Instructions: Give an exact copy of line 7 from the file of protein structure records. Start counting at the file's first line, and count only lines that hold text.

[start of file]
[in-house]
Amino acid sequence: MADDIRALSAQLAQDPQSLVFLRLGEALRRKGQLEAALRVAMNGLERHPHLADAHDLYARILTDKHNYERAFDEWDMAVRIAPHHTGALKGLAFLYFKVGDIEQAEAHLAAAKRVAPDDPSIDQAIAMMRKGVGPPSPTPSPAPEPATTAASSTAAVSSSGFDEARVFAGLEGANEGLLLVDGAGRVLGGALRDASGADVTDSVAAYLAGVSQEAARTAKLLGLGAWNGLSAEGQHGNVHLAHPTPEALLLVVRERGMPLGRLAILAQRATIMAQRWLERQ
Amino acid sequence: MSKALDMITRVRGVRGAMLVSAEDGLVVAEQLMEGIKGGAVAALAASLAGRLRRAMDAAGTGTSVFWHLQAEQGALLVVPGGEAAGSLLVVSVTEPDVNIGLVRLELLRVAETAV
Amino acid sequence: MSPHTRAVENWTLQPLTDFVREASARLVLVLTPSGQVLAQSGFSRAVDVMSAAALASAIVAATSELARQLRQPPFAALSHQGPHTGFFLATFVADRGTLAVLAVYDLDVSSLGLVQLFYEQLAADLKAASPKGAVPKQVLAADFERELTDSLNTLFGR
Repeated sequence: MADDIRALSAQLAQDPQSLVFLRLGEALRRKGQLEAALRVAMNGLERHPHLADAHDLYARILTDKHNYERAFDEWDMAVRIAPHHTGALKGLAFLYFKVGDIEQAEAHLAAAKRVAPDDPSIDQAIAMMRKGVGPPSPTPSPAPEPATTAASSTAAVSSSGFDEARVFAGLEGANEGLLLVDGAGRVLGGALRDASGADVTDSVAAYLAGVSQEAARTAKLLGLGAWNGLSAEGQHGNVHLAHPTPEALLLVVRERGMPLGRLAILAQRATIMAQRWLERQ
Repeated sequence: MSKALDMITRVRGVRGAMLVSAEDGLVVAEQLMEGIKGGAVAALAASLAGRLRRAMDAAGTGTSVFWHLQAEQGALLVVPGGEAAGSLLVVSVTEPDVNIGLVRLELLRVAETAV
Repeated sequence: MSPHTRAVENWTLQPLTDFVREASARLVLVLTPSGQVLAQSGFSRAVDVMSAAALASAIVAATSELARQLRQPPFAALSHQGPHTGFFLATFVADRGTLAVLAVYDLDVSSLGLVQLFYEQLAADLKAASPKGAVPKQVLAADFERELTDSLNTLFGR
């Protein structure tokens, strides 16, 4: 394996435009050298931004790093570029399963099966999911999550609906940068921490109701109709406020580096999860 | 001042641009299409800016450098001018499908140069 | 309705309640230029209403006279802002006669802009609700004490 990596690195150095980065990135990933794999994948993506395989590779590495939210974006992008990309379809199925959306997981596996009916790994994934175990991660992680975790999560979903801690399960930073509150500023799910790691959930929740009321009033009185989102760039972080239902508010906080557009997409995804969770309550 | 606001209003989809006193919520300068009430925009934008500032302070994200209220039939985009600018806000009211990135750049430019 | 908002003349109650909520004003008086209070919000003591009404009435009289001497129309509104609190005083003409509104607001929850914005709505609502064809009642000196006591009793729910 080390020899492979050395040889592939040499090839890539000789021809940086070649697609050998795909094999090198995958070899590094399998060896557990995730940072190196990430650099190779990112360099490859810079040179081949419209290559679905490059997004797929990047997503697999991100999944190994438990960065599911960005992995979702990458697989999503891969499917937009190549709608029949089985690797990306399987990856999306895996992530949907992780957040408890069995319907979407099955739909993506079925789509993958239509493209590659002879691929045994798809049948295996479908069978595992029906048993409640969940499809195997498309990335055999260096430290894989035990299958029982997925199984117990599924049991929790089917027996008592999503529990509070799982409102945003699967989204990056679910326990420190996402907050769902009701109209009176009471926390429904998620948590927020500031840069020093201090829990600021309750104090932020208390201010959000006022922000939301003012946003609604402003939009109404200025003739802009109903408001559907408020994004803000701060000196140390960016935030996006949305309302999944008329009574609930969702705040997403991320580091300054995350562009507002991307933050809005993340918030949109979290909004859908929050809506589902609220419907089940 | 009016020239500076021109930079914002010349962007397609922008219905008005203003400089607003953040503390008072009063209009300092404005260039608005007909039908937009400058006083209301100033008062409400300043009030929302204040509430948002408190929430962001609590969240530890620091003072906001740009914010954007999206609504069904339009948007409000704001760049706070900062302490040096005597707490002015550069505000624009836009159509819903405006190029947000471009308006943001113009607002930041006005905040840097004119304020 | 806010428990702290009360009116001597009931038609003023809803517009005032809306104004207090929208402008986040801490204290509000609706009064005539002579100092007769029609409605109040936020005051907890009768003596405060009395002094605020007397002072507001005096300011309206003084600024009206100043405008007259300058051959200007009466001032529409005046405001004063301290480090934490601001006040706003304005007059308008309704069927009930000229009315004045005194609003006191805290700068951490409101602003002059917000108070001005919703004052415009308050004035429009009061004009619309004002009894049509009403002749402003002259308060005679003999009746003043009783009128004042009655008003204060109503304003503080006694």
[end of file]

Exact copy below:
Repeated sequence: MSPHTRAVENWTLQPLTDFVREASARLVLVLTPSGQVLAQSGFSRAVDVMSAAALASAIVAATSELARQLRQPPFAALSHQGPHTGFFLATFVADRGTLAVLAVYDLDVSSLGLVQLFYEQLAADLKAASPKGAVPKQVLAADFERELTDSLNTLFGR